Most of this post is focused on how writers should behave but is only my opinion. If you think something different, completely disagree, or think it’s pretentious for me to spout guidelines about how people should act, that is perfectly fine and is one of my rules.
In other news, I noticed I am pretty close to 300 WordPress followers, so once you are done, I’d really appreciate it if you hit the little button at the bottom of this page. Be warned, you will likely get updates on rants, stuff I have seen in the slush pile, and my general thoughts on the publishing industry. I tend to heavily slant toward traditional publishing (since I am an Associate Editor at a PodCastle) but occasionally I’ll have guests representing self-publishing and small press.
10 Do Not’s of Writing Etiquette
1. People can have different opinions. This doesn’t make them stupid, evil, a nazi, ignorant, uneducated or any of the various words that are often thrown around on the internet. A writer can disagree with someone, but they should always make sure that their ideas are presented in a coherent, respectful manner that focuses on the issue.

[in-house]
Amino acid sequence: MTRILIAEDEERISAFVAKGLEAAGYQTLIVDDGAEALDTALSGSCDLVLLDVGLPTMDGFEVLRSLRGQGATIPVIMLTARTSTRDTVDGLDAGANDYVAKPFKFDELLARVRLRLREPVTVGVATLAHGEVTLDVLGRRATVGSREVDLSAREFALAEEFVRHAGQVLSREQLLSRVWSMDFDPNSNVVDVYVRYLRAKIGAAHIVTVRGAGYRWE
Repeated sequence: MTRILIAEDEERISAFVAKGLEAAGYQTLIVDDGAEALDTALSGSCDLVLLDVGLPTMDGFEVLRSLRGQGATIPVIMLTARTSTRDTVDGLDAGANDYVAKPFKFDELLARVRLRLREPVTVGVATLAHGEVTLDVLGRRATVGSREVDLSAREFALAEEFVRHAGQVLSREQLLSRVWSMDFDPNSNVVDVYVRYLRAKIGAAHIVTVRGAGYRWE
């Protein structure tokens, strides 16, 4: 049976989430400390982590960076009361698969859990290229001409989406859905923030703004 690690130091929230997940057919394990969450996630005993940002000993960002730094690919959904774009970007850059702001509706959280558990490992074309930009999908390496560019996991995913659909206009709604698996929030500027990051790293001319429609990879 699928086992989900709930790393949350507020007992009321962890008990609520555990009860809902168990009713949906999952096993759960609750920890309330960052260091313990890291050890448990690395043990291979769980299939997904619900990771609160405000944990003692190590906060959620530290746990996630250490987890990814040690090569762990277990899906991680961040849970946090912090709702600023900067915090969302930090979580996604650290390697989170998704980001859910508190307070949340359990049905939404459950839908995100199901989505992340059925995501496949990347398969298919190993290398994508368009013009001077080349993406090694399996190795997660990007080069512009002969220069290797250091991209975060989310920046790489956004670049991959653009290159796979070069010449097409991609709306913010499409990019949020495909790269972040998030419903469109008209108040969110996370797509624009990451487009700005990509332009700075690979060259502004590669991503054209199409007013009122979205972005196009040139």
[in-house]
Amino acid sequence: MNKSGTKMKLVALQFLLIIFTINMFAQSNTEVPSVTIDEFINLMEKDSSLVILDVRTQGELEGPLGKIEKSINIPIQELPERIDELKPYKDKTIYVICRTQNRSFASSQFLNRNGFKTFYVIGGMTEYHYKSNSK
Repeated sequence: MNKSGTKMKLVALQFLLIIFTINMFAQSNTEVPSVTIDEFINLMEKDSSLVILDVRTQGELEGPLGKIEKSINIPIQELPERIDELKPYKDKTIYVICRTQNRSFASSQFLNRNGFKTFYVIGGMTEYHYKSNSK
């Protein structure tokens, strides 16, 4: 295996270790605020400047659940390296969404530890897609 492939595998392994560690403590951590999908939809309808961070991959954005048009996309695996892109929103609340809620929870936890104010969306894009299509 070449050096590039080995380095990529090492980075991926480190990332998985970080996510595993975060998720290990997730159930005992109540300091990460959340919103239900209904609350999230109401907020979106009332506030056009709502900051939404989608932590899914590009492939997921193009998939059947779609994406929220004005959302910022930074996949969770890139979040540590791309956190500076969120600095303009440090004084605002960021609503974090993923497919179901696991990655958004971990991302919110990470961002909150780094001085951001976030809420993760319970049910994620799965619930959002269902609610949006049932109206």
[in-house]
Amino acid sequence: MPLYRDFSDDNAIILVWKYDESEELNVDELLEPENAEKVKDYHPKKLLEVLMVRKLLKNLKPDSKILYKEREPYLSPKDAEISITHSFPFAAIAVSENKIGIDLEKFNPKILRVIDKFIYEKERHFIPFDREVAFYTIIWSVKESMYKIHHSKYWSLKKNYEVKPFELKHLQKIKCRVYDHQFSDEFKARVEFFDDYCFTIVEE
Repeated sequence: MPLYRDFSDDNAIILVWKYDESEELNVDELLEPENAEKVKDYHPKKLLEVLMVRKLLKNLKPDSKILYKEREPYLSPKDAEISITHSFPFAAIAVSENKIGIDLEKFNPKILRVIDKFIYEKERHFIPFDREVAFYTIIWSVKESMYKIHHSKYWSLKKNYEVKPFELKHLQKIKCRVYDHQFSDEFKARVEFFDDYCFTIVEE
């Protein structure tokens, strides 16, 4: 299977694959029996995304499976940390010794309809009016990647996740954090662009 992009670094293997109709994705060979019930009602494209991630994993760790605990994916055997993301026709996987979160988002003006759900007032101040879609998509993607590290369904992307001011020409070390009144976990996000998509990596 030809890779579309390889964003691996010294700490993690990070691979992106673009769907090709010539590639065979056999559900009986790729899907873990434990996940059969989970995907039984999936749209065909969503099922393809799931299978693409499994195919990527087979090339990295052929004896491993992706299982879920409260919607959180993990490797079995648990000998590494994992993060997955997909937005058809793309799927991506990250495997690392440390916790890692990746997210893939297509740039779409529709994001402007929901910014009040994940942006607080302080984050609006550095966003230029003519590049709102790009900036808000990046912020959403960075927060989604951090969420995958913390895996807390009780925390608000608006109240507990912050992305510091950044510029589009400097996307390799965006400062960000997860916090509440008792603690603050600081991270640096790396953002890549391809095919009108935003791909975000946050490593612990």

2. If you ever feel the urge to call someone a bitch or an asshole and they have not said a cuss word, that word more accurately describes yourself. Again, this comes back to personal attacks and seems to be common in the online writing community. It usually stems from a writer being defensive about everyone who is “so jealous” that they have to try to bring others down.
3. Don’t accuse or imply that anyone is jealous of what you wrote. Even if it is true, it makes you look like a conceited douche. 9 out of 10 writers are not good enough to warrant jealousy, and the few writers that I am jealous of are so good that it inspires me to do better (Rachael K. Jones I’m looking at you.) If your response to criticism is “they’re jealous” I can guarantee that they you have an ego problem.